POSTED: August 9th 2016

Eric Garcetti: Los Angeles has been preparing to host the Olympic Games since 1984

The Los Angeles 2024 team at Rio 2016 © Getty Images
The Los Angeles 2024 team at Rio 2016 © Getty Images

Los Angeles Mayor Eric Garcetti is playing a leading role in the bid © Getty Images
Los Angeles Mayor Eric Garcetti is playing a leading role in the bid © Getty Images

JOHN GOODBODY in RIO DE JANEIRO / Sports Features Communications

(SFC) Los Angeles today set out its stall to the world's media in its bid for the 2024 Olympics, emphasising the city's status as being the home to so much technological innovation as well as its wish to re-engage the youth of the world.

Attempting to stage the Games for the third time, following 1932 and 1984, Mayor Eric Garcetti said that the city had been preparing for the Olympics "since the torch was extinguished" 32 years ago and that Los Angeles was "one of the world's great sport's towns."

However, Los Angeles has started late in the race against its European rivals, Budapest, Paris and Rome because Boston was originally chosen as the proposed candidate city for the United States, only to withdraw after the residents expressed their worries about the cost of the Games.

However, as Garcetti pointed out: "An independent poll showed that we have 88 percent support among the local population. And we only have sunshine 84 per cent of the time."

However, the delay in getting started has mattered less for Los Angeles because it has almost all the facilities, part from temporary ones, already constructed as well as a Village, which will be the campus of the University of California Los Angeles (UCLA), which has accommodation for 15,000 students, who will be on vacation at the time of the Games. This should be enough for the competitors and officials.

UCLA was used for the 1984 Games, which transformed the thinking about the Olympics, making a profit of $93 million, whereas previous celebrations had either made a huge loss or had been by heavily subsidised by the state. Still it is true that the 1984 Games achieved this by drastically reducing expenditure on any frills and pulling in sponsors to pay for the cost of venues.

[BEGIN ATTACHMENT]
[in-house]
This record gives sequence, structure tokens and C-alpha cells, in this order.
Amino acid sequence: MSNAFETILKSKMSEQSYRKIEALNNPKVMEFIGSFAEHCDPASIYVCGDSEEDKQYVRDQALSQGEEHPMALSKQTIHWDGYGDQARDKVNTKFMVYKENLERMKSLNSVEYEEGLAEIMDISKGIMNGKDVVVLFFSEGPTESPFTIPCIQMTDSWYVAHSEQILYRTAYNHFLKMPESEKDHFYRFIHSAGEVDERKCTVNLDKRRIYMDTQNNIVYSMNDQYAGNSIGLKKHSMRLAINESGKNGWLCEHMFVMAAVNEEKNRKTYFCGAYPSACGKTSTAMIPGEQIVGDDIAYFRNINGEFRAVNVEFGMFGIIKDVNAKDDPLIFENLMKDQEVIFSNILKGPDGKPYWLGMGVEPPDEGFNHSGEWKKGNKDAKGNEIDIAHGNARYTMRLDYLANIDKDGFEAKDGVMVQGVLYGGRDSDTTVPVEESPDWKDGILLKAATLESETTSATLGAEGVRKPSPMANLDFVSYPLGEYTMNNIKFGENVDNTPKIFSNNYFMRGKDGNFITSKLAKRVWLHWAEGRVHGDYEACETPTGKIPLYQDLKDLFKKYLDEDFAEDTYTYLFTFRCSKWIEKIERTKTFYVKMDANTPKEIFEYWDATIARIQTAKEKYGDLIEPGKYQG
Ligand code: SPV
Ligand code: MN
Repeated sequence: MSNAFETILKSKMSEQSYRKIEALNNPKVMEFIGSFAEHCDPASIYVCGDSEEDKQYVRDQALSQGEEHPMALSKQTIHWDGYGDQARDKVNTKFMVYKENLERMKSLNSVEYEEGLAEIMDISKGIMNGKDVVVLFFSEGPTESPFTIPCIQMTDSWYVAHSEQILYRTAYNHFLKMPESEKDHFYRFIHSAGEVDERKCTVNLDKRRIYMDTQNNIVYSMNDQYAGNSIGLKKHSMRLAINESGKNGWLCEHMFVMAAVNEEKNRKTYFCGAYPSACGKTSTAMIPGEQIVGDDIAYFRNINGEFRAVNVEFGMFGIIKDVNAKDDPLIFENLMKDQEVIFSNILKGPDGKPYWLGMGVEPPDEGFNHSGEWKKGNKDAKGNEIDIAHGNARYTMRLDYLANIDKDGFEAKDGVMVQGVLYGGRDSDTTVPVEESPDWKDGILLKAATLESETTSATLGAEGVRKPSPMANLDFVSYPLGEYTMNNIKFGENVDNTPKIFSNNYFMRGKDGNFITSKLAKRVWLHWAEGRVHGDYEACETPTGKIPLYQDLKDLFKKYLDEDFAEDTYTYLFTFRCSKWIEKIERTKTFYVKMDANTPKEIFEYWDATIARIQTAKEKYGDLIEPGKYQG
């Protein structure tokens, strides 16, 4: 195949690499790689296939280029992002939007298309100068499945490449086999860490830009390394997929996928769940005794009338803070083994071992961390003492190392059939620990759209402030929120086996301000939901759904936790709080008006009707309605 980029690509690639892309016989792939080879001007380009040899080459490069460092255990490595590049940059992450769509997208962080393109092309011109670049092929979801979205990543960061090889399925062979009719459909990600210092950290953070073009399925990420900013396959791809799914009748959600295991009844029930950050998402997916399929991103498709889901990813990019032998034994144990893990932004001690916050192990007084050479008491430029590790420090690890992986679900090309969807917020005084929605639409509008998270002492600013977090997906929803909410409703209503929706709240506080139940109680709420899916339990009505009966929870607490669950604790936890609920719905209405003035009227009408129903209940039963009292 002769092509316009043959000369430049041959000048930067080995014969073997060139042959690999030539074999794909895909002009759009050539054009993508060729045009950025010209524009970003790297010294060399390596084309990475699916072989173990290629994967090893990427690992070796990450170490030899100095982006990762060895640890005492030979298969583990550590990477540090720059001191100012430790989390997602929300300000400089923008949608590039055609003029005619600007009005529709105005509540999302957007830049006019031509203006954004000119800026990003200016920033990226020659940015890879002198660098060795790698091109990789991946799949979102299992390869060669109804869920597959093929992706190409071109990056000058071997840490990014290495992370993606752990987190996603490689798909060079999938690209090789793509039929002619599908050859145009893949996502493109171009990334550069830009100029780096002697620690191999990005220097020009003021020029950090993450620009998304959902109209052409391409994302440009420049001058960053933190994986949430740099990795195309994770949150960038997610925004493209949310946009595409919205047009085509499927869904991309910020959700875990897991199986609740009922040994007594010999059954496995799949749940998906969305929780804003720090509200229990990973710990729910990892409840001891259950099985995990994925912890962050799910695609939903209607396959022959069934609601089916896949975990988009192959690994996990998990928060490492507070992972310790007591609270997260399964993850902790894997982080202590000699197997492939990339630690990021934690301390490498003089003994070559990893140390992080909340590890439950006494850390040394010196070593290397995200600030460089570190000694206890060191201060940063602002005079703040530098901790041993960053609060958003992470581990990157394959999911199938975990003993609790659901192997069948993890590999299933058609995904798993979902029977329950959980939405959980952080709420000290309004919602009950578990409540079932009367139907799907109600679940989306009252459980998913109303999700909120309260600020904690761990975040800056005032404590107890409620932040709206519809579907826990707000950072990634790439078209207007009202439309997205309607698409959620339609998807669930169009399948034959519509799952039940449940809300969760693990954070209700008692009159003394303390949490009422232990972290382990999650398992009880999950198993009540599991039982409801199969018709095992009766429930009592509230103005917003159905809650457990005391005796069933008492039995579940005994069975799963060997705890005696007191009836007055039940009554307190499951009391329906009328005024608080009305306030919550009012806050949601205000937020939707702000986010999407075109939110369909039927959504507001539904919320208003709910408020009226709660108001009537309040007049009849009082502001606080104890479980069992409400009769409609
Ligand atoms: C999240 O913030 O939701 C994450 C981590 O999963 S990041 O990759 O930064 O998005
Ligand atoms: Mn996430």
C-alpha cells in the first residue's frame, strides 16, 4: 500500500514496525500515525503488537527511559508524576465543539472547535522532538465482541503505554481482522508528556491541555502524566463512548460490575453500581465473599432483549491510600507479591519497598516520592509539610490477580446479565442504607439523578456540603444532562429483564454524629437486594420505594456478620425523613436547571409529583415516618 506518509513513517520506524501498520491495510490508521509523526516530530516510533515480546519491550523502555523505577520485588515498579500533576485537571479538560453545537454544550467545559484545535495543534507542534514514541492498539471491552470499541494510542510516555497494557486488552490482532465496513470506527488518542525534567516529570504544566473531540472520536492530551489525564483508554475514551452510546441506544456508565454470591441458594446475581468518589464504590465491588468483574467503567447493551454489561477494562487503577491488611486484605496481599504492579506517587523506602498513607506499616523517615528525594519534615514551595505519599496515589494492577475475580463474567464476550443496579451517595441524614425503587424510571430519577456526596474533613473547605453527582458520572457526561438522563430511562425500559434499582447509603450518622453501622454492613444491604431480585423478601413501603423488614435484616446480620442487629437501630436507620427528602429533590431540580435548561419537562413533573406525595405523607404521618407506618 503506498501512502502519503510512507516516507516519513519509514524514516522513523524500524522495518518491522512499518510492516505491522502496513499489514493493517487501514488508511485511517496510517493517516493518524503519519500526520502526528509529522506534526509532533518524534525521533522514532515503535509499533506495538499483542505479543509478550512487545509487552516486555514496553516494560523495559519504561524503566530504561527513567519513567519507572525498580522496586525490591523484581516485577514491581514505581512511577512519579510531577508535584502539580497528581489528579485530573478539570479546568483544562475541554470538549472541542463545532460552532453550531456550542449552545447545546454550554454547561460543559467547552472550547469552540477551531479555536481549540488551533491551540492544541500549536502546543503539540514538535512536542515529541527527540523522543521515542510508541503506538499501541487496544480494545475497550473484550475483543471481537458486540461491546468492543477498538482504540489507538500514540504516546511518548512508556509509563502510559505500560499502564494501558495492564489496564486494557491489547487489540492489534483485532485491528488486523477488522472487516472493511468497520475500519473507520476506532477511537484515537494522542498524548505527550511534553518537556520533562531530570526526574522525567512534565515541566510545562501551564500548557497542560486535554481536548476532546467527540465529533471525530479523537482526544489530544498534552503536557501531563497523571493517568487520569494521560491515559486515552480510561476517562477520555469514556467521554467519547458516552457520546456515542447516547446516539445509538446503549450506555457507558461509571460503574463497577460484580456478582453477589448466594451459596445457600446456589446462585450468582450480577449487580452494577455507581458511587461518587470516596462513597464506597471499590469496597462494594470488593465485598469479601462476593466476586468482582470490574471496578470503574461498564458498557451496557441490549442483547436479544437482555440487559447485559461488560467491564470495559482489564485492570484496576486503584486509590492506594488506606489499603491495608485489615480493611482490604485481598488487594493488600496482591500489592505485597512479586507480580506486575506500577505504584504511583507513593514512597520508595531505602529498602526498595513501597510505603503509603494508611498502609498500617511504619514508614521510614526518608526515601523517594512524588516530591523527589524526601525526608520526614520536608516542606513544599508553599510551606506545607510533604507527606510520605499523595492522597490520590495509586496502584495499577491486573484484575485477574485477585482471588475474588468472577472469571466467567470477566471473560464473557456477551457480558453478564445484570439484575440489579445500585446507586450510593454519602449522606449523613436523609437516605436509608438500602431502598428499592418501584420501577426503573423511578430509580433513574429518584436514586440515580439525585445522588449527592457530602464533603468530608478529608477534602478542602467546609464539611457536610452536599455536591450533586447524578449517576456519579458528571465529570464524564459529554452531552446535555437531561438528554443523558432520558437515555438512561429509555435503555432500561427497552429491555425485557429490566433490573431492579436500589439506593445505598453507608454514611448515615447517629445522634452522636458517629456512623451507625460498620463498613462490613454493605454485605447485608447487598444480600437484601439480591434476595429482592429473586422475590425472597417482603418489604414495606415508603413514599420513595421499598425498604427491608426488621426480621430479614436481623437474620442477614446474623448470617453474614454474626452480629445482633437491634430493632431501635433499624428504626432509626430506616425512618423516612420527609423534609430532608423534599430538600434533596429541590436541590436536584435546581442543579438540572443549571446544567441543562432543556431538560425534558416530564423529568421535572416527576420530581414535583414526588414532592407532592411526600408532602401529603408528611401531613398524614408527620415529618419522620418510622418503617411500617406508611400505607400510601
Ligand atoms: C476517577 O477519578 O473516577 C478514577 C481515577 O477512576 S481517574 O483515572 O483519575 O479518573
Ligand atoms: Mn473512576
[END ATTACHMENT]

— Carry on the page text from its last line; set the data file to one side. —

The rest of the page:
LA2024 believes it has learnt from the 1984 experience. Both Janet Evans, the four times Olympic swimming champion, and Angela Ruggiero, the quadruple Olympic ice-hockey gold medallist and now a member of the International Olympic Committee (IOC), emphasised that they wanted the 2024 Games to be the "best-ever experience for the athletes".

Larry Probst, the Chairman of the United States Olympic Committee (USOC), pointed to the fact that this was the 20th time that an American city had bid to stage the Games Apart from Los Angeles, twice, St. Louis in 2004 and Atlanta in 1996, have also hosted the Summer Games and this time he wanted to see "100 million young Americans and hundreds of millions of young people around the world engage with the Olympics."

The bid representatives skirted round the reaction of IOC members to the possibility that Donald Trump would be President of the United States, when they vote on the venue for the 2024 Games in Lima, Peru, on September 13, 2017.

Garcetti had previously been quoted by the Associated Press as saying:"I think for some of the IOC members they would say 'Wait a second could we go to a country like that, where we have heard things we take offence to?' "However, yesterday, when questioned on this attitude, he insisted: "The bid does not depend on the "(presidential) election."

Most of the facilities are centred on four areas in Los Angeles:  the coastal cluster, with the UCLA precinct and Santa Monica; the South Bay cluster; the San Fernando Valley Cluster; and the 'downtown' cluster, including the LA Memorial Coliseum, which once again will be used for the opening and closing ceremonies.

Los Angeles is perceived as the joint favourite with Paris for 2024 but there will be many twists and turns in the polling over the next 13 months with, no doubt, some unexpected developments before the vote is taken.

** JOHN GOODBODY will cover the 2016 Olympics for The Sunday Times, his 13th successive Summer Games and is the author of the audio book A History of the Olympics, read by Barry Davies, the BBC commentator. He was Sports News Correspondent of The Times 1986-2007, for whom he received journalistic awards in all three decades on the paper, including Sports Reporter of The Year in 2001.

Keywords · Olympics · LA 2024

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